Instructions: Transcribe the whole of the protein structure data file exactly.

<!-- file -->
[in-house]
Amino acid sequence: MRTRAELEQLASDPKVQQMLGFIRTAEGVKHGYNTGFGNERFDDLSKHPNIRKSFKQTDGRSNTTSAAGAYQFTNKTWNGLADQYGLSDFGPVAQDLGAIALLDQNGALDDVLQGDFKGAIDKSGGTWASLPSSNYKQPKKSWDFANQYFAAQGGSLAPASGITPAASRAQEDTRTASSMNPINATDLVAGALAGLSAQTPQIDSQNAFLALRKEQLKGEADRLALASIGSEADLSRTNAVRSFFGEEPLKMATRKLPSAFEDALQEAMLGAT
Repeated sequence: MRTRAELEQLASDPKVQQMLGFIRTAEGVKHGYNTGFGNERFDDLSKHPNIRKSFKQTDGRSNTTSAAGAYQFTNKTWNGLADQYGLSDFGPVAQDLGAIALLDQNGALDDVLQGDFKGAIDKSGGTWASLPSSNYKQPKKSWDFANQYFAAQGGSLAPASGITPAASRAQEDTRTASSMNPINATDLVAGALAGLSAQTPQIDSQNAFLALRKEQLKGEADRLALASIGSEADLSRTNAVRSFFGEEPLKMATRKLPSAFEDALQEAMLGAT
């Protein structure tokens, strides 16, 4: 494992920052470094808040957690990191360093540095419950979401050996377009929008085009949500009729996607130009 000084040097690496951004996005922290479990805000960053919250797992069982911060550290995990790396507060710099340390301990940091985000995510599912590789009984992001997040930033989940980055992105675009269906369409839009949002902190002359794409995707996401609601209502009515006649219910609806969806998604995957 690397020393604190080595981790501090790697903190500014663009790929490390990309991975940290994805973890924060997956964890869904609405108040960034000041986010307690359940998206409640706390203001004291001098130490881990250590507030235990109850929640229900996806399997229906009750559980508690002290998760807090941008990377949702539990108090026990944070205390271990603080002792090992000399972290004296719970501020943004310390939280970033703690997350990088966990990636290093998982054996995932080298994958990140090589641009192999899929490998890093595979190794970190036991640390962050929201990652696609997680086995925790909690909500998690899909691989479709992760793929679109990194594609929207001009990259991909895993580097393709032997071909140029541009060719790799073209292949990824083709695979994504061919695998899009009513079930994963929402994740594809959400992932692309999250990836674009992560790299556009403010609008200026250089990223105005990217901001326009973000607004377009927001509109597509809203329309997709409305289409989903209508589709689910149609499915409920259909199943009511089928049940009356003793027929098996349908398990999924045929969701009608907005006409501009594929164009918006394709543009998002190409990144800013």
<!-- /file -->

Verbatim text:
[in-house]
Amino acid sequence: MRTRAELEQLASDPKVQQMLGFIRTAEGVKHGYNTGFGNERFDDLSKHPNIRKSFKQTDGRSNTTSAAGAYQFTNKTWNGLADQYGLSDFGPVAQDLGAIALLDQNGALDDVLQGDFKGAIDKSGGTWASLPSSNYKQPKKSWDFANQYFAAQGGSLAPASGITPAASRAQEDTRTASSMNPINATDLVAGALAGLSAQTPQIDSQNAFLALRKEQLKGEADRLALASIGSEADLSRTNAVRSFFGEEPLKMATRKLPSAFEDALQEAMLGAT
Repeated sequence: MRTRAELEQLASDPKVQQMLGFIRTAEGVKHGYNTGFGNERFDDLSKHPNIRKSFKQTDGRSNTTSAAGAYQFTNKTWNGLADQYGLSDFGPVAQDLGAIALLDQNGALDDVLQGDFKGAIDKSGGTWASLPSSNYKQPKKSWDFANQYFAAQGGSLAPASGITPAASRAQEDTRTASSMNPINATDLVAGALAGLSAQTPQIDSQNAFLALRKEQLKGEADRLALASIGSEADLSRTNAVRSFFGEEPLKMATRKLPSAFEDALQEAMLGAT
């Protein structure tokens, strides 16, 4: 494992920052470094808040957690990191360093540095419950979401050996377009929008085009949500009729996607130009 000084040097690496951004996005922290479990805000960053919250797992069982911060550290995990790396507060710099340390301990940091985000995510599912590789009984992001997040930033989940980055992105675009269906369409839009949002902190002359794409995707996401609601209502009515006649219910609806969806998604995957 690397020393604190080595981790501090790697903190500014663009790929490390990309991975940290994805973890924060997956964890869904609405108040960034000041986010307690359940998206409640706390203001004291001098130490881990250590507030235990109850929640229900996806399997229906009750559980508690002290998760807090941008990377949702539990108090026990944070205390271990603080002792090992000399972290004296719970501020943004310390939280970033703690997350990088966990990636290093998982054996995932080298994958990140090589641009192999899929490998890093595979190794970190036991640390962050929201990652696609997680086995925790909690909500998690899909691989479709992760793929679109990194594609929207001009990259991909895993580097393709032997071909140029541009060719790799073209292949990824083709695979994504061919695998899009009513079930994963929402994740594809959400992932692309999250990836674009992560790299556009403010609008200026250089990223105005990217901001326009973000607004377009927001509109597509809203329309997709409305289409989903209508589709689910149609499915409920259909199943009511089928049940009356003793027929098996349908398990999924045929969701009608907005006409501009594929164009918006394709543009998002190409990144800013």